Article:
Yasiin Bey did a stand-up comedy set in Montreal

A report on the world premiere of a comedy set by the man formerly known as Mos Def.

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Yasiin Bey on stage at the Phi Centre
Wit, precision, timing, appeal, relevance and mic/stage presence are qualities that distinguish both the MC in a crowd of rappers and the purebred comic from the rabble of jokers.

The right balance of all of these components is crucial to both forms of expression, and if you have them, you can kill a stage. So it’s actually kind of strange there hasn’t been more crossover between these two lanes. I mean, who hasn’t wondered what kind of rapper Chappelle would make? And who hasn’t asked themselves why Donald Glover doesn’t stick to mugging on camera?

But to be honest, I’d never really considered what it would be like if an established, credible hip hopper picked up the mic and just told jokes. And I may never have if Yasiin Bey (also known, perhaps in perpetuity, as Mos Def) hadn’t decided to launch his stand-up career at the Phi Centre in Montreal last night.

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“I love hip hop,” Bey stated in his warm-up, “(but) ‘rap’ is like if Donald Trump were black.”

That was, apparently, an adlib, but it can now be said for the record that Yasiin Bey got jokes. Lots. Funny-as-fuck ones.

Slinking on stage to the rhythms of Kaytranada on the beat, Bey showered the stage and audience in rose petals plucked from a bouquet. Taking place behind a drumkit corner stage, he jammed along with the local talent before grabbing a hot red vocal mic, and sitting down on a stool centre stage.

“My dream had been to do stand-up comedy,” he deadpanned, “and I’m sitting down.” Having been “hijacked” by hip hop, Bey assured the room the dream was not a joke. “Don’t I look like I’m living my dream?” he continued, stone-faced, to loud laughs. “I’m here living my dream, and I look like Tyler on the cover of that album.”

Modern-day hip hop was in for a toastmaster’s roast throughout the evening, which began a little late (“rap time”) but stretched past the hour Bey claimed he was allotted, with no complaints either way from a sold out, tickled pink crowd that only learned of the show — “Happy Birthday! Shut Up!”, in tribute to the many rants of Kanye West — day-of.

“You had (Kanye out at the Pan-Am games sweating and going hard as one of the athletes. He threw that mic in the air so hard it never came down. I was talking to El-P from Run the Jewels the other day and he said it turned into a bird.”

Mill and Drake got the treatment, with the observation that “the male ego is a boring place.” Montreal — where Bey has evidently set up shop at Phi Centre, presumably to work on recording — is lovely. “The people, the food, the culture, the horseshit…mmm, earthy!”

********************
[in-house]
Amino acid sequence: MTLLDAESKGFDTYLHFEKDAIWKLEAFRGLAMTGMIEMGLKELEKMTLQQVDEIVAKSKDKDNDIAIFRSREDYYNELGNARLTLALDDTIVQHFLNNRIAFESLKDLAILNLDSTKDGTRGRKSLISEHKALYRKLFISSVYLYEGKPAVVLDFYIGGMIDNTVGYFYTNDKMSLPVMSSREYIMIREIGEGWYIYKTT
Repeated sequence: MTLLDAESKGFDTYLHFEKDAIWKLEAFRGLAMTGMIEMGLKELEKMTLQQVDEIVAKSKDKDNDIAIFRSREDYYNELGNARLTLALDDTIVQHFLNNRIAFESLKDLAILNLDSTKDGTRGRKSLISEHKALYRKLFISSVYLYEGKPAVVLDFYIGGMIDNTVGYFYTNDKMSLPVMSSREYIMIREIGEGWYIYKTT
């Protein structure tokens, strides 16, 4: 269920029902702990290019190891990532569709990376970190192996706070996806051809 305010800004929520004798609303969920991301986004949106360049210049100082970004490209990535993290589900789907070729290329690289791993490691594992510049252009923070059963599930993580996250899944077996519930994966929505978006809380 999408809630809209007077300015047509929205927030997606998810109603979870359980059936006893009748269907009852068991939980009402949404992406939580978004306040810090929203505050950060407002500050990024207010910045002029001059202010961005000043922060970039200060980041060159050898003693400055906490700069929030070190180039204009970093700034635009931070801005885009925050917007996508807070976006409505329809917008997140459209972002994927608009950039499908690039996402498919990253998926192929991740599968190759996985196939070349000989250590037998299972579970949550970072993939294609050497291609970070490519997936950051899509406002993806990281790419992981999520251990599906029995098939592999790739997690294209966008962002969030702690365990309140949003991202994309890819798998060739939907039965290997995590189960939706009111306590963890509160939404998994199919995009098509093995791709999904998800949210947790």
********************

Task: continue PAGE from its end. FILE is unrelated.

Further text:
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But Canadian money is silly. “Loonies and Toonies. Y’all named your money after a classic cartoon studio,” Bey jabbed, providing the segue to a recurring  “ACME Co.” theme arc poking light at the reality of a generic creative landscape leading us toward a one-world corporate government. In his comedic universe, Deal With It Records runs this town, with the hand of manager Renaldo deciding the fate of creative output with his hottest artist, Young Baby.

“Young Baby sits you down in a circle and sings the ABCs. DEAL WITH IT!”

But Bey didn’t cut himself any slack, either.

“Look how I’m dressed,” he said, pointing to his modest, all-black attire, tame threads by any hip hop fashion standard. “I’m like two feet away from being Amish. I got some opium in my pocket.”

Without giving the full reveal, Bey’s ability to meander in and out of subject matter while keeping a punchline cooking heavy has all the earmarks of great stand-up. Any seeming early insecurity Bey may have felt about his debut came back full circle into the energy of the unexpected. At some point heckled for being “mean” in a description of a date between Wiz Khalifa and Caitlyn Jenner (“Holllld up!”), Bey didn’t flinch. “These are jokes.”

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Kaytranada with Bey
An anecdote about gawking Montrealers addressing him as “Mr. Bey” or “Yo, Mos Def!” in a range of volumes and settings around town begat a just-rare-enough moment of truth from a man with a near clerical position in hip hop.

“People wanna get you in a genre, and just keep you there, as a thing. I don’t always have the clearest idea what I do.”

I don’t think his truest fans necessarily do, either, to be frank. But I can’t think of too many disappointments in a nearly 20-year career. Yasiin Bey’s new routine is no exception. If you don’t like it, you probably never got it by any other name, anyways. But if Bey’s stand-up debut represents, as it felt, the realization of a dream, and not a one-night-stand with a muse, the comedy world is absolutely gonna have to deal with it. ■